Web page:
One way to do so is via a testamentary trust. Some prospective clients have, perhaps on recommendation of a family member or friend in another state, asked whether they can do a sort of will-trust hybrid. The answer of course is yes – with a testamentary trust you can! The question, however, is whether that will really accomplish your goals. A testamentary trust is created (like a little zygote) in a will and only comes into being (is born) once you die and your will is probated (that is, goes through the official public probate court process to wrap up your final affairs).
Testamentary trusts have traditionally required oversight by and remained in the probate court’s jurisdiction – think: Big Brother watching. Practically what this has meant is the person you choose to serve as trustee would have to spend a lot of unnecessary time and money reporting back to the court and accounting for all his or her choices. That was just more of a burden on your chosen trustee, who more often than not is a family member or friend earning little to nothing for his or her dedicated service on behalf of you and your family and someone whom you likely didn’t want to burden anyway. In addition, instead of your hard-earned money going to your children as you likely would intend, a goodly portion of it would be spent on court costs, professional fees, and related expenses. And it would all be a matter of public record to boot, meaning that the local paper and anyone else who wants could see and report on exactly who got how much, when, and how, even if that might not be the best thing for your children to have that information be made public knowledge.
Accordingly, the more attractive choice and frankly, the better practice for most people with minor children looking to accomplish the goals of providing for and protecting their children’s inheritance, has been to establish a revocable living trust (a.k.a. “inter-vivos” meaning “between living people” trust). A revocable living trust is created concurrently with, but separate and apart from, one’s will and then, in order to effectively avoid the public probate court process, “funded” with your assets during your lifetime. You can change it up as much and as often as you want during your lifetime. Then once you die, your bare-bones pour-over will basically just says everything is to be handled according to the terms of your trust. The basic will is probated, and your trust is kept private as a separate document and handled between your loved ones and your lawyer without the need for court involvement. This ensures that the amounts and timelines for inheritance by your children will not be a matter of public record, there will be no delay in getting the money to the children’s guardians for their immediate support, and the trustee can otherwise carry out your wishes without Big Brother’s input.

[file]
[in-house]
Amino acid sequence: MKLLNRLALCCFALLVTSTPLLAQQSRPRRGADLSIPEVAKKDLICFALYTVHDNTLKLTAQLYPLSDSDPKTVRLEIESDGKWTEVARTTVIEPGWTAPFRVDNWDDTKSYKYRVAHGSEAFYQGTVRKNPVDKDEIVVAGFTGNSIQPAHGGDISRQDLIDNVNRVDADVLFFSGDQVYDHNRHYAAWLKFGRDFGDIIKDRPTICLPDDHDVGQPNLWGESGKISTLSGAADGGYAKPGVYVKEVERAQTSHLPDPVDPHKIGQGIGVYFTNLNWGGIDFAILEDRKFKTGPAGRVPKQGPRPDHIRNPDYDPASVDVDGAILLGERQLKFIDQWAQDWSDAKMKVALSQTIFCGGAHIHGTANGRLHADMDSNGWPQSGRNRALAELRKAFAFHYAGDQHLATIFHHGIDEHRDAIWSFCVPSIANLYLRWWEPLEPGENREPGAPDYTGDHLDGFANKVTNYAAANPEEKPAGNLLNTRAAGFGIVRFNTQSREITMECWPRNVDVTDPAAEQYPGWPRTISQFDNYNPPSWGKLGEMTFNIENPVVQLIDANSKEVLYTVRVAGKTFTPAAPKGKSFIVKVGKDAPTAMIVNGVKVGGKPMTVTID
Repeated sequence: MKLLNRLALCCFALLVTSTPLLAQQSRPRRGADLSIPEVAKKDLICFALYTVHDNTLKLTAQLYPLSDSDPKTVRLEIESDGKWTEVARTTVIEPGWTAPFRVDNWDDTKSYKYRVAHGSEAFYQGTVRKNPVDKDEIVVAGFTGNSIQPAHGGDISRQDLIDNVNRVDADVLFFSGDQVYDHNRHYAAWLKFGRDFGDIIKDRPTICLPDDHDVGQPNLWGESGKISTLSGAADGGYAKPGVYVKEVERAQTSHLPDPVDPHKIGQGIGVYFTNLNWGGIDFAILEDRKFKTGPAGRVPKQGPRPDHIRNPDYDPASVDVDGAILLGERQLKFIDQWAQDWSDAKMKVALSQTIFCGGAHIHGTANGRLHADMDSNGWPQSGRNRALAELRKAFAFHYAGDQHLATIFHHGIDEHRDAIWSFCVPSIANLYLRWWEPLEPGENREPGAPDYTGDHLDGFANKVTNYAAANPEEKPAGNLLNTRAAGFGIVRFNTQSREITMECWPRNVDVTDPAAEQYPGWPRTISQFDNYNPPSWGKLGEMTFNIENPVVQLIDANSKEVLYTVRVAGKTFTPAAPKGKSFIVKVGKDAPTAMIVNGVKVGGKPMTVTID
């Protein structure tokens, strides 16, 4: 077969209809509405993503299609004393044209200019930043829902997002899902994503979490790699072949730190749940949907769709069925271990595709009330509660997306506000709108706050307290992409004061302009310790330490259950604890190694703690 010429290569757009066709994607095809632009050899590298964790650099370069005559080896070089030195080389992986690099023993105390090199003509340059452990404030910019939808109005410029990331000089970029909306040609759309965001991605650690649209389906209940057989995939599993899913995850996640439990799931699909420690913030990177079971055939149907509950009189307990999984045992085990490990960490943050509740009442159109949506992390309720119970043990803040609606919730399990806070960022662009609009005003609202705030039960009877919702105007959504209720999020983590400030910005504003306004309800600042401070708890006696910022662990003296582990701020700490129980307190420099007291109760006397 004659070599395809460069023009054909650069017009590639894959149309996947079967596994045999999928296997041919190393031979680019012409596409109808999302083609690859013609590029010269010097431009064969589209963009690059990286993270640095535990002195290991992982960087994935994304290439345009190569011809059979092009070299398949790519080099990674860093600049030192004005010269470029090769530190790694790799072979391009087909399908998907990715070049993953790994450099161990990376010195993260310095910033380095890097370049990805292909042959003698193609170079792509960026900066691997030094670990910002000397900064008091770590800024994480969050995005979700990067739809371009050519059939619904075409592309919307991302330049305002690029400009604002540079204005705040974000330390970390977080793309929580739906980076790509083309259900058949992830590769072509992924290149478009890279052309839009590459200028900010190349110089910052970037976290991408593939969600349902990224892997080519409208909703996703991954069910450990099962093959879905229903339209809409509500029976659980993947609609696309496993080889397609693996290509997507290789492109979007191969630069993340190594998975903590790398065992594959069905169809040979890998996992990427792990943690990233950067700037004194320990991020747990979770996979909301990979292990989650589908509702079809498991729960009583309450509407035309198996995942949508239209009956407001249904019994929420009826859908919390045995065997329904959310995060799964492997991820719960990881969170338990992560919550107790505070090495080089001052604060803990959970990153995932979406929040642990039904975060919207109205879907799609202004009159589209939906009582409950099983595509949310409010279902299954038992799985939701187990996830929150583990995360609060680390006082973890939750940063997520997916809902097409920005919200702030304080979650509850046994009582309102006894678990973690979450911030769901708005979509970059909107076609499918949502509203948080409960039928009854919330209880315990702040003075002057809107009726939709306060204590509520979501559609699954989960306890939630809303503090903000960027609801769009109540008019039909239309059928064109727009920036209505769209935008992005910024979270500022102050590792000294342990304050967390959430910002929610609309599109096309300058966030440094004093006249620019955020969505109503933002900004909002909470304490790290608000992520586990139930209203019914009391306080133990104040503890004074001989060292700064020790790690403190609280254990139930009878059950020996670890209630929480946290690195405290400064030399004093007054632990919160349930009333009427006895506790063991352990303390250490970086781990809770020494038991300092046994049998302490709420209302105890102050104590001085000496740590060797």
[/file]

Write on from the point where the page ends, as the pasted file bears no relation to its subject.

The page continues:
Quick aside: As you can see, the matter of whom to name as trustee is not to be taken lightly, and if you cannot identify someone whom you would trust in that fiduciary capacity, you may be better off appointing and paying for a professional trustee or going the old testamentary trust route with the court’s watchful eye on your trustee. This is one of numerous examples where there is no one size fits all estate plan and it really is critically important to discuss all of your personal, legal, and financial circumstances with your attorney so she can properly advise you of the best course of action for you. (This is also where all the fill-in forms and DIY approaches fail miserably, but I’ll just stop myself there… for now!)
I mentioned in my last blog post that the law is changing and may affect your decision about the best plan for your family. Massachusetts has adopted, with its own state-specific alterations, the Uniform Probate Code. One of the biggest changes in this new piece of legislation specifically addresses the above-mentioned frustrations people have expressed regarding testamentary trusts. These provisions are set to take effect next summer. Thereafter, trustees of uncontested testamentary trusts (those established by a will as opposed to stand alone trusts established during one’s lifetime) will no longer have to account to the court. This change puts testamentary trusts on much more even footing with revocable living trusts than they had been previously. Trustees of testamentary trusts will have to make annual accountings to the beneficiaries of those trusts rather than to the court and the court will only get involved on petition of an interested party. So what does that mean for parents of minor children? Obviously the trustee will not be making accountings to a minor child! (Can you imagine that bedtime story?) In practice it would seem that once this new law takes effect, you could choose to name the same person as trustee and guardian of your children and there would be no practical need for accountings. Alternatively, for some oversight, you could also name one person as guardian of the children and another as trustee and have the trustee account to the guardian.
Let’s review the differences between testamentary trusts and living trusts as they generally exist now: